The law has sparked protests across the country, including a City Council-approved boycott of Arizona businesses by Los Angeles.But proponents deny that the law encourages racial profilng, with some saying the local controversy is a symptom of a broken federal immigration system.

Holder said last month that a number of options are under consideration, including the possibility of a court challenge.  On Thursday, Holder said he plans to read the law before reaching a decision on whether he thinks it's constitutional.  When asked by Rep.Ted Poe, R-Texas, how he could have constitutional concerns about a law he has not read, Holder said: "Well, what I've said is that I've not made up my mind. I've only made the comments that I've made on the basis of things that I've been able to glean by reading newspaper accounts, obviously, television, talking to people who are on the review panel...looking at the law."

On Sunday, Holder said he does not think Arizona's law is racially motivated but voiced concern that its enforcement could lead to racial profiling.
Holder said he understands the frustration behind the Arizona law, but he warned during an appearance on ABC's "This Week" that "we could potentially get on a slippery slope where people will be picked on because of how they look as opposed to what they have done."

 
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ccp
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« Reply #177 on: May 14, 2010, 09:43:21 AM »

Will there ever by outrage from the mainstream media?

I still say Republicans can blunt the racial thing by clearly pointing out that we will not tolerate illegal immigration from any country not just the Mexicans and the southern border.

When Hannity had it pointed out to him from Juan Williams (whom I like) that there are 50,000 illegal Irish in NYC he ignored the comment.  Well what does anyone expect then when he is silent over this yet screaming talking points that are clearly geared towards Latinos?Huh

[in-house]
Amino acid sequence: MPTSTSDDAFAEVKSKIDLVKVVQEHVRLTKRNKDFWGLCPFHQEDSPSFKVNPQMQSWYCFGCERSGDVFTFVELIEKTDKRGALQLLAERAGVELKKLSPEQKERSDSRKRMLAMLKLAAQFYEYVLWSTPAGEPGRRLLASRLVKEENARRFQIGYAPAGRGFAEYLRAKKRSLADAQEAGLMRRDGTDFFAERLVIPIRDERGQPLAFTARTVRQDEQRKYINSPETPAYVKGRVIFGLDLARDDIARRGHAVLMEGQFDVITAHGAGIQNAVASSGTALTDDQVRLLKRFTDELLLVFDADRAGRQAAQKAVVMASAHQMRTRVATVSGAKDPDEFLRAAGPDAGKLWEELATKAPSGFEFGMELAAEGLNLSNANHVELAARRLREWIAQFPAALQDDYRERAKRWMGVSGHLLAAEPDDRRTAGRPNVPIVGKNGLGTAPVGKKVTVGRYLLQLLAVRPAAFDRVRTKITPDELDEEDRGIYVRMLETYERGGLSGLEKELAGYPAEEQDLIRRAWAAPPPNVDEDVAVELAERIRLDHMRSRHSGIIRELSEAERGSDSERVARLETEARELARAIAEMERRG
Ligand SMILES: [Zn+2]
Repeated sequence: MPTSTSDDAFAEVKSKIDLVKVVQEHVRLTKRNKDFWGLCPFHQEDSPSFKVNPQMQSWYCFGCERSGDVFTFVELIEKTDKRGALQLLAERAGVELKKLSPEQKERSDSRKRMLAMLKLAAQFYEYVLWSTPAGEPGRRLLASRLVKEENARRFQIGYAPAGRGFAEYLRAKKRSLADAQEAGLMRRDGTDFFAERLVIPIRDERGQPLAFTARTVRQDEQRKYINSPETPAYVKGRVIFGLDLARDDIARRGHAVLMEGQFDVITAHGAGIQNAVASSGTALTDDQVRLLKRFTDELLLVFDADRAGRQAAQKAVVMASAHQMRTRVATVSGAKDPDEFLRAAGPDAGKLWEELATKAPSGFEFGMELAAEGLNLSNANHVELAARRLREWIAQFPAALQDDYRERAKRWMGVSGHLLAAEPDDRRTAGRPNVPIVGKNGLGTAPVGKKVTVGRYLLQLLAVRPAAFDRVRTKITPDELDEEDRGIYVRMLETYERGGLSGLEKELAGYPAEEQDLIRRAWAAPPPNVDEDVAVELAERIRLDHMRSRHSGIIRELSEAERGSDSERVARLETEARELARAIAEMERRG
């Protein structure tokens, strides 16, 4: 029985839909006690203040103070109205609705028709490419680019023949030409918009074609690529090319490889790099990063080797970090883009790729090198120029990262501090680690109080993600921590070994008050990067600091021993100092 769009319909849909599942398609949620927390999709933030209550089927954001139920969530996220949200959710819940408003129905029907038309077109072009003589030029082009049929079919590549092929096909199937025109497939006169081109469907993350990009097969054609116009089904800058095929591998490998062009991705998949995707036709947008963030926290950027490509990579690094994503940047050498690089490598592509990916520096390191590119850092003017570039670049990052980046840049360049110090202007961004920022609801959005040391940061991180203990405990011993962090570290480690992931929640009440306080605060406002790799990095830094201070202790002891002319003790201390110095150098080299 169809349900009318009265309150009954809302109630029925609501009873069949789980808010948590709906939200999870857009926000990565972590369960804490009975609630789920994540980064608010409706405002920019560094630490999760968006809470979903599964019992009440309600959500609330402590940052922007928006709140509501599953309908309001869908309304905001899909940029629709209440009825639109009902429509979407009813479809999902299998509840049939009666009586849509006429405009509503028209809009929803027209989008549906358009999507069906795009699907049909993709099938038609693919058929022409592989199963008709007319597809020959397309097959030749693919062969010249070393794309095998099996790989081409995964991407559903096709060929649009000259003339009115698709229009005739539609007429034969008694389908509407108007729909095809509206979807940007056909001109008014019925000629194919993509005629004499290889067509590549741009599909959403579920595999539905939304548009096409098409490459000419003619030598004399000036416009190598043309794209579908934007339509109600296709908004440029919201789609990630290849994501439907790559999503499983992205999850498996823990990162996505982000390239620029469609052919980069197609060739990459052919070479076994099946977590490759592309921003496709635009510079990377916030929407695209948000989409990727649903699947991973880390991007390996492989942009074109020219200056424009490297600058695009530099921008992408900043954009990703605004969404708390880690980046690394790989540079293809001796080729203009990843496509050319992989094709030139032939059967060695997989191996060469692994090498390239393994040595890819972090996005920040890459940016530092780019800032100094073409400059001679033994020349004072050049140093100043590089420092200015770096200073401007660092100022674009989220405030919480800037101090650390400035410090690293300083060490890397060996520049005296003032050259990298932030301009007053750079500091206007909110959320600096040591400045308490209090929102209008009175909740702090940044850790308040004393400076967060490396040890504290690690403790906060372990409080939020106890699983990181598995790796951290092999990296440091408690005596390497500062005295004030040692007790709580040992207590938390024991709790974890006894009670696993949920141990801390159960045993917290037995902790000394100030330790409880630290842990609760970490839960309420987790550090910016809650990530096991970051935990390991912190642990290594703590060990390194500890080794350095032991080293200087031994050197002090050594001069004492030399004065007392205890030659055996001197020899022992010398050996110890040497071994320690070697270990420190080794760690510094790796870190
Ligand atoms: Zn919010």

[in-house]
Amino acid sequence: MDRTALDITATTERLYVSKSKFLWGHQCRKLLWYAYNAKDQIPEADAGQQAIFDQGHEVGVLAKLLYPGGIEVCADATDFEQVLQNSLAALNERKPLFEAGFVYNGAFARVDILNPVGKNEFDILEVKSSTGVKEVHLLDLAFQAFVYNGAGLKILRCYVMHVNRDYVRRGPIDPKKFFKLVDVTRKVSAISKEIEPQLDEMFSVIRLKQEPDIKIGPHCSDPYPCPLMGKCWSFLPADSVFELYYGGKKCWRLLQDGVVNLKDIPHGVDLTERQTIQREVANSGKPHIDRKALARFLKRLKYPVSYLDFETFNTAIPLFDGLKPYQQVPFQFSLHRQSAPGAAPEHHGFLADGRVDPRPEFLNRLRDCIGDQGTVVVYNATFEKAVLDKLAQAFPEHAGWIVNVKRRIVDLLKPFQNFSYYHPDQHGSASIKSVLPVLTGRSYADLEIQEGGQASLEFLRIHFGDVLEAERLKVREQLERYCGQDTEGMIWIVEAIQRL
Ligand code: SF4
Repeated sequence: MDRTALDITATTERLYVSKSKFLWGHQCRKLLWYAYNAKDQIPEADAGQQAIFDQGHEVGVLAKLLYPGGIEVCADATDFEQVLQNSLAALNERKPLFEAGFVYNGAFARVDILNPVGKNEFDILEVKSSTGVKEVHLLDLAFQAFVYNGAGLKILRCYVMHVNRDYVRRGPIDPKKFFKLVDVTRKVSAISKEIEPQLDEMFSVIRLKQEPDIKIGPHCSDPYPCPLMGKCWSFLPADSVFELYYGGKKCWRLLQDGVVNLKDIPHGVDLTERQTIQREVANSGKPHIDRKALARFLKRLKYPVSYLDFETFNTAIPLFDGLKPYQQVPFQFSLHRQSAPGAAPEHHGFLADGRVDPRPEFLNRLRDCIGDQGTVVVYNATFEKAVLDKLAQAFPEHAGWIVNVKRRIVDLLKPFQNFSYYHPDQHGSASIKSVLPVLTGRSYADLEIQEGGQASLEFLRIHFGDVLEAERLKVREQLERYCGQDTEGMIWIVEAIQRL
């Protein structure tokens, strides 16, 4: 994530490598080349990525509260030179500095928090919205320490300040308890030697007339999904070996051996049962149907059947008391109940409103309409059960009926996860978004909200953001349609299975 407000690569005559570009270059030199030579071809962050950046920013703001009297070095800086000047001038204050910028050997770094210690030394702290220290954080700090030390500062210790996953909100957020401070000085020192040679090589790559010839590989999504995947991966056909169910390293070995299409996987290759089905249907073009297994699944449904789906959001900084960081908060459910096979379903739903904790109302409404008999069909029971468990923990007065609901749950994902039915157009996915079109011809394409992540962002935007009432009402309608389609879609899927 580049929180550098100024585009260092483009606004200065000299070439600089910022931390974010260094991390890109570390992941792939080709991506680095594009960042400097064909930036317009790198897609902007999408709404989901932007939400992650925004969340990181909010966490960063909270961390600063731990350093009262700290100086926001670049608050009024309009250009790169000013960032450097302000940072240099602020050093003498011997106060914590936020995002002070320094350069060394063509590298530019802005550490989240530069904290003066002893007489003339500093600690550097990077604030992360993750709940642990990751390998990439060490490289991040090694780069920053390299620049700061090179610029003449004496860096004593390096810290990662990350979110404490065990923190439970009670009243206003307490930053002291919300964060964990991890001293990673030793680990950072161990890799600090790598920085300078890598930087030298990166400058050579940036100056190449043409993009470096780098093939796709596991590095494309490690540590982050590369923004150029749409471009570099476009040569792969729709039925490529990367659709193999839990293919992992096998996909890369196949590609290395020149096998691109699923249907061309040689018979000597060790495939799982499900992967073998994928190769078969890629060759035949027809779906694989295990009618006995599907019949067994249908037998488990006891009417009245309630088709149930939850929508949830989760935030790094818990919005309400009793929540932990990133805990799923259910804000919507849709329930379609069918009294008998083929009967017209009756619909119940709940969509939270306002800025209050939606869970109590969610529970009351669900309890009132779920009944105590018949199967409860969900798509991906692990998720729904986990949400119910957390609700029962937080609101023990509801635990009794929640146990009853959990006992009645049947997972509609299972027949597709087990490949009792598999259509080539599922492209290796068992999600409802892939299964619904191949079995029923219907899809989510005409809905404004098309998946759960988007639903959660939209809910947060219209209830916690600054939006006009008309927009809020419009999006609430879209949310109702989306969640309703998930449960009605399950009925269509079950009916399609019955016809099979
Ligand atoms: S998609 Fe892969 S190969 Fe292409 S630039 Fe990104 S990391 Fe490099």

My question is why is there and why do we tolerate 50K illegal Irish in NYC?  Why is this not as outrageous as the Latinos coming here illegally?  What is the difference?  Illegal is illegal.  Juan Williams has a point.
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DougMacG
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« Reply #178 on: May 14, 2010, 10:47:44 AM »

"why do we tolerate 50K illegal Irish in NYC?  Why is this not as outrageous as the Latinos coming here illegally?  What is the difference?"

Your point on principle is valid, but the issue of the moment is the Arizona law and that would most certainly apply to illegals from Ireland.  Most supporters nationwide of the Arizona law would like to see it duplicated elsewhere.

I think we already agreed Hannity is not the brightest light nor a leader in the movement nor running for anything.  I assume he was blindsided by that statistic, if true. 

My primary justification for border control and document checking comes from learning about the 19 hijackers who lived among us for the wrong reasons so I should not sneeze at 50,000 as a small number.  But 50k is not 20 million, when you ask what is the difference. Another difference is that we don't share a border with Ireland so checking the entry is a possible. Like with the hijackers, I imagine they overstay their visas, live and hide among us while law enforcement turns a blind eye even when discovered in a traffic stop for example.  NYC (and the rest)should end its own safe haven for illegals status if it wants people to have respect for the law.
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ccp
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« Reply #179 on: May 14, 2010, 11:13:57 AM »

Doug, Agreed by far Latinos make up the largest proportion of illegals.
But my point is not just on principal.
IMO opinion it is quite the contrary.  It is political.
IF we keep making this about Mexcans and other Southern Americans coming here and not about ALL illegals those opposed to doing anything about it, primarily Latinos and their liberal buddies will continue to keep making this about "race".  It isn't as you know but they can continue to rile up the Hispanics who have the nerve to walk accorss th border illegally and than lecture us about rights, humane treament, dignity and all the rest of the crap while they take advantage of the political correct crowd whose ONLY concern is more Demcocrat voters.  Could you imagine the Bama crowd if these people voted for Republicans??